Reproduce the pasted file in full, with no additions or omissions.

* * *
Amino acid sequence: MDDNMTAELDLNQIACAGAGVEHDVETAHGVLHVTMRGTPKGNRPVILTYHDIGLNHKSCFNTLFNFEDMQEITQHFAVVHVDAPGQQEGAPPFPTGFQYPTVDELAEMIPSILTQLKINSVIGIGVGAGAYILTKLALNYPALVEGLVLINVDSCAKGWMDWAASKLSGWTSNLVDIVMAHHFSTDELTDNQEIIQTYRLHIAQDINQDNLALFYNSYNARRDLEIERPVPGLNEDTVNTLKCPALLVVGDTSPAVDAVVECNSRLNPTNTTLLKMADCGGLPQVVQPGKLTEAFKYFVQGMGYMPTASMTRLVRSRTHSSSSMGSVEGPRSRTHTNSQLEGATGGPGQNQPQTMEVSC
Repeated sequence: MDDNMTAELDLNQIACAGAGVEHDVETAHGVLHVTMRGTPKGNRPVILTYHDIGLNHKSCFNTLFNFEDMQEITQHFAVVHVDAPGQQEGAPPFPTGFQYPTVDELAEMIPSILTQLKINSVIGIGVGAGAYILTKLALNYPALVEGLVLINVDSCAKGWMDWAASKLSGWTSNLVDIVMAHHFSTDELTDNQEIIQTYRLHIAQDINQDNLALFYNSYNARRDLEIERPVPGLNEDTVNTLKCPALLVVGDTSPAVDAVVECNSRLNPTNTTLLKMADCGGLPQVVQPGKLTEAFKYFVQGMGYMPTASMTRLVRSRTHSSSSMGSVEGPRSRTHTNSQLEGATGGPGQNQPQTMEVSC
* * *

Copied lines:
Amino acid sequence: MDDNMTAELDLNQIACAGAGVEHDVETAHGVLHVTMRGTPKGNRPVILTYHDIGLNHKSCFNTLFNFEDMQEITQHFAVVHVDAPGQQEGAPPFPTGFQYPTVDELAEMIPSILTQLKINSVIGIGVGAGAYILTKLALNYPALVEGLVLINVDSCAKGWMDWAASKLSGWTSNLVDIVMAHHFSTDELTDNQEIIQTYRLHIAQDINQDNLALFYNSYNARRDLEIERPVPGLNEDTVNTLKCPALLVVGDTSPAVDAVVECNSRLNPTNTTLLKMADCGGLPQVVQPGKLTEAFKYFVQGMGYMPTASMTRLVRSRTHSSSSMGSVEGPRSRTHTNSQLEGATGGPGQNQPQTMEVSC
Repeated sequence: MDDNMTAELDLNQIACAGAGVEHDVETAHGVLHVTMRGTPKGNRPVILTYHDIGLNHKSCFNTLFNFEDMQEITQHFAVVHVDAPGQQEGAPPFPTGFQYPTVDELAEMIPSILTQLKINSVIGIGVGAGAYILTKLALNYPALVEGLVLINVDSCAKGWMDWAASKLSGWTSNLVDIVMAHHFSTDELTDNQEIIQTYRLHIAQDINQDNLALFYNSYNARRDLEIERPVPGLNEDTVNTLKCPALLVVGDTSPAVDAVVECNSRLNPTNTTLLKMADCGGLPQVVQPGKLTEAFKYFVQGMGYMPTASMTRLVRSRTHSSSSMGSVEGPRSRTHTNSQLEGATGGPGQNQPQTMEVSC